By Arwyn Rice
Peninsula Daily News
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“The Ikkatsu Project” was filmed by three kayakers, Ken Campbell, Steve Weileman and Jason Goldstein, and sold out its November world premiere in Tacoma.
“We’ll be in Port Townsend on Jan. 15 at the Quimper Unitarian church as guests of the Port Townsend Marine Science Center,” Campbell said.
Quimper Unitarian Universalist Fellowship is located at 2333 San Juan Ave.
Tickets will be $8 at the door for a 7 p.m. showtime. No advance ticket sales are planned.
A Feb. 20 showing also tentatively is planned for Peninsula College’s Little Theater in Port Angeles.
Windblown items from a large debris field began to arrive in October 2011.
The most recent notable find is what experts said is a Japanese dock, spotted Tuesday along the coast between LaPush and the Hoh River.
Campbell began his trek last week to survey the dock, which was found on the same beach that the team surveyed during the filming of “Ikkatsu,” he posted on his blog, lastwilderness.blogspot.com.
Seattle oceanographer Curtis Ebbesmeyer predicted that the main body of debris will arrive this winter.
Over the summer, the Ikkatsu team reported that it found sports balls, plastic toys and what might have been a partially intact Japanese house before it was pounded into wreckage by waves on the beach.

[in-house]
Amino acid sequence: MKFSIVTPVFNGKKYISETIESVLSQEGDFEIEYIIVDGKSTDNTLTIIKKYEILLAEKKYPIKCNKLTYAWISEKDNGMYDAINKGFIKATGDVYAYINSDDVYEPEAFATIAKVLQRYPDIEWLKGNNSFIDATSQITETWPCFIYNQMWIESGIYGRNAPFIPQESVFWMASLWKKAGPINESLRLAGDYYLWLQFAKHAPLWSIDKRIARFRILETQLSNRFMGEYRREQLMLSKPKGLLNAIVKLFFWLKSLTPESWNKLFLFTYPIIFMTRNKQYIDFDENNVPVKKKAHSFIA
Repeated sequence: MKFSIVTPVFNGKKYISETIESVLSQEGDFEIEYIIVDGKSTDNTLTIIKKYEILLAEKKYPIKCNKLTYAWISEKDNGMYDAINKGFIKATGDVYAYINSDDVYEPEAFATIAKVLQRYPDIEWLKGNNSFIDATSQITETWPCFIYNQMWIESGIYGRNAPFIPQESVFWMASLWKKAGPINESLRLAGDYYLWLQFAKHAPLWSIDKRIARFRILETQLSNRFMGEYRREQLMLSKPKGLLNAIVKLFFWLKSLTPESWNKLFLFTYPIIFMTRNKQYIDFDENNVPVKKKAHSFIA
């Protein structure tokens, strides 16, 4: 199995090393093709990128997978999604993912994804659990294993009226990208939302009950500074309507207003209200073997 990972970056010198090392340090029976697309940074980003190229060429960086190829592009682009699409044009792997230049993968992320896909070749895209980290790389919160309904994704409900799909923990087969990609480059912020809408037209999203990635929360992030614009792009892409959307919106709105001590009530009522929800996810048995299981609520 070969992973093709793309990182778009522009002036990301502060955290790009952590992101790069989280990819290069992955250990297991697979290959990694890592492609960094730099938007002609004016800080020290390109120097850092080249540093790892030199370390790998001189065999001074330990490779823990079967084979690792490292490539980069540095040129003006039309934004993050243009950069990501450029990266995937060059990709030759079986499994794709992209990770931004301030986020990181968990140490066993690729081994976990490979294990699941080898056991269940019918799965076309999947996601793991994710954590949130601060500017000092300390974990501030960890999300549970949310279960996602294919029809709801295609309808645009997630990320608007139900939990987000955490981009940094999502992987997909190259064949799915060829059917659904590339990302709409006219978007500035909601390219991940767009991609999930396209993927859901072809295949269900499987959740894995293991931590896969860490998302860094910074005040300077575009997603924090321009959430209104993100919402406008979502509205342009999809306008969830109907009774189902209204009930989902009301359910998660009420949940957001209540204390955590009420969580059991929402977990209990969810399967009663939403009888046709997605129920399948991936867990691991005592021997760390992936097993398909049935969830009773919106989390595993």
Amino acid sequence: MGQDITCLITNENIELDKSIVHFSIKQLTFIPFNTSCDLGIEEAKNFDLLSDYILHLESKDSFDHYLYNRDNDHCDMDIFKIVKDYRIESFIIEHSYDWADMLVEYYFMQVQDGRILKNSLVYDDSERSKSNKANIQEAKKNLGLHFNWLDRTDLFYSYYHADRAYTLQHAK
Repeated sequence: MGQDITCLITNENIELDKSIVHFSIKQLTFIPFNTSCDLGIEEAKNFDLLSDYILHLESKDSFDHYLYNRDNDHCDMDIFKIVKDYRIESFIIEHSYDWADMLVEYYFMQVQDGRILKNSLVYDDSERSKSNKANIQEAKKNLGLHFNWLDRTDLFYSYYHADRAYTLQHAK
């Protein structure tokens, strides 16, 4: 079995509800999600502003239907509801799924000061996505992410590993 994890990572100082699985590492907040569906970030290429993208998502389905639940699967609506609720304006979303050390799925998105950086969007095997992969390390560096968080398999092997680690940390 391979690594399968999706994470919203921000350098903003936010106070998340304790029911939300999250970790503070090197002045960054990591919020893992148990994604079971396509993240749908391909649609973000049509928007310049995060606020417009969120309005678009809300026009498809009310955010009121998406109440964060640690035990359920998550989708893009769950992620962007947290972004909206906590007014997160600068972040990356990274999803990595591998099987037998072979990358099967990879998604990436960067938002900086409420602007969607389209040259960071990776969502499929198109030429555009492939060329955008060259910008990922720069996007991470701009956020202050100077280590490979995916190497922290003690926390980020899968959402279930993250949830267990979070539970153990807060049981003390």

The data-gathering was coordinated with members of the science advisory team, including Ebbesmeyer, the National Oceanic and Atmospheric Administration and the Coastal Watershed Institute.
Campbell is a writer specializing in the Pacific Northwest outdoors. Goldstein is the team’s cartographer and GIS specialist. Weileman is a documentary filmmaker and photographer.
“The Ikkatsu Project has a ‘to-do list’ that is packed with tasks for the days, weeks and months to come,” Campbell said.
The group is working on a “Kickstarter” campaign, scheduled to begin Jan. 15.
Kickstarter, at www.kickstarter.com, is “crowd-source” fundraising website that allows donors to make direct payments for
“For 60 days, we’ll be doing everything we can to get the word out about the film we are planning for next year, documenting our 2013 trip to Augustine Island, Alaska,” Campbell said.
The trio of sea kayakers will begin a survey of debris on beaches there similar to the one they did on the Olympic Peninsula Coast and will add a study of plastic eaten by sea birds.
For the bird study, the group is working with Oikonos, an organization that supports coastal marine animal studies and conservation.
More information on the Ikkatsu Project and a trailer for the film are available at www.ikkatsuproject.org.
Reporter Arwyn Rice can be reached at 360-452-2345, ext. 5070, or at email@example.com.